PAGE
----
Editor's note: This article has been amended to acknowledge Husrev Tayla as the architect of the Sakirin Mosque in Istanbul, Turkey.
(CNN) -- When it comes to buildings, they don't come much different than a mosque and a nightclub.
In Istanbul, these two structures have more in common than you might think.
Zeynep Fadillioglu is the designer behind both, her elegant creations blending sleek modernism with traditional ornamentation.
Crafting the inside of a building is hard enough, without also having to meet religious requirements, and Fadillioglu consulted Islamic authorities throughout the construction of the spectacular Sakirin Mosque -- co-created by architect Hüsrev Tayla -- and opened in 2009.
It is believed to be the first time a woman has designed a mosque. The 59-year-old has also designed two other mosques, both opened in Doha, Qatar, in 2010.
But regardless of religion, every place of worship has one thing in common, says the mother-of-one from Istanbul.
"I think when you step inside a mosque, like any other religious building, you leave everything to do with the outside world, outside the door," says the head of an interior design and architecture firm which has delivered over 350 projects across the globe.
When not creating grand places of worship, Fadillioglu -- who has degrees in both computer science and art history -- turns her hand to everything from London restaurants, to New York retail stores, and most recently her own line of furniture.
But when it comes to religious architecture, how do you design the inside of a building worthy of the divine?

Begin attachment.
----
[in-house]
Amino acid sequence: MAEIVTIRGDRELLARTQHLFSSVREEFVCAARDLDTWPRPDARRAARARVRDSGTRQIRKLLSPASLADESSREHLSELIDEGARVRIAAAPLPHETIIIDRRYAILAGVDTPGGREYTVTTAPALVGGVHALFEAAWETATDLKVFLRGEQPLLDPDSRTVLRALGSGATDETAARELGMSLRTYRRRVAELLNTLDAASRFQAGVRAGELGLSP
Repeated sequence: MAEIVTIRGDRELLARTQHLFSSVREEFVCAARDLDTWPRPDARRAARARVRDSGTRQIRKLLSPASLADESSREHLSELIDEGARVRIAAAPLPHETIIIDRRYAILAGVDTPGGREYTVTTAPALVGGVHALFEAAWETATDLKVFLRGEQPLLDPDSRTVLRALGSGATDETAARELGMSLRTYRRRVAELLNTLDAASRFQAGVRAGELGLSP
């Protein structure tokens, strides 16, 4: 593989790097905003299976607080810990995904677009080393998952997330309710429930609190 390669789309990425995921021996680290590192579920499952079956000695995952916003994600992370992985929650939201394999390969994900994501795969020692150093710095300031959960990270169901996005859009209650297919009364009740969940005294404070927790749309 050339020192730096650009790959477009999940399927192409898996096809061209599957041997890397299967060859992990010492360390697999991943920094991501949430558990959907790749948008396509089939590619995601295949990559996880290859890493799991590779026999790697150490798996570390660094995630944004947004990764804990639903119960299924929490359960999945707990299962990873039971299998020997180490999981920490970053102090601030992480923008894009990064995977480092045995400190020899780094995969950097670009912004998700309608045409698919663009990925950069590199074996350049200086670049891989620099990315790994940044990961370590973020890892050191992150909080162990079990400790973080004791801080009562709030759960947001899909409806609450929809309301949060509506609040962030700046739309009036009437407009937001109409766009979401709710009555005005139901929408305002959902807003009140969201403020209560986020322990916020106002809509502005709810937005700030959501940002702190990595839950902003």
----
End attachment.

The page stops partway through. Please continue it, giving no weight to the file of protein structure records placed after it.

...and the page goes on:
"Beneath the big dome you feel humility," said Fadillioglu of the Sakirin Mosque, commissioned by a wealthy Turkish family and built in one of Istanbul's oldest cemeteries.
"At the same time, the beautiful chandeliers are much lower than normal, allowing people to feel more secure having this low light above their heads."
Rather than walls, huge windows covered in intricate metalwork allow light to stream in, "caressing you much like the pages of the Koran," explained Fadillioglu.
"It might be a color, it might be a texture, it might be a form. But each and every piece I have designed in the mosque has some kind of connection with tradition."
When the time came for Fadillioglu to craft the inside of Sakirin Mosque, she purposely placed the women's section in one of the most beautiful parts of the light-flooded dome.
"I positioned them on the upper balcony, because during prayer the women must be behind the men," she explained.
"But I also decided to make the balcony level one of the most beautiful areas, with the chandelier crystal droplets just in front, and where you can see the mihrab [an alcove pointing towards Mecca] from the best angle."
East meets West
Growing up in Istanbul, a city which straddles both the continents of Europe and Asia, Fadillioglu was influenced by a rich mixture of modern and traditional buildings.
And while she always admired the craftsmanship of the metropolis's Ottoman era mosques, Fadillioglu had also become fed up with cramped and dark "bad copies."
"I wanted to be very contemporary with my design," she said. "Up until recently, modern architects didn't design mosques -- it was always religious architects.
"A mosque isn't for a certain type of person, or certain type of area. It's supposed to be used by anyone and everyone. That could be foreign Muslims, or even Christian visitors coming to look at the building."
Fadillioglu might have made a name for herself designing mosques. But you needn't be religious to admire their beauty.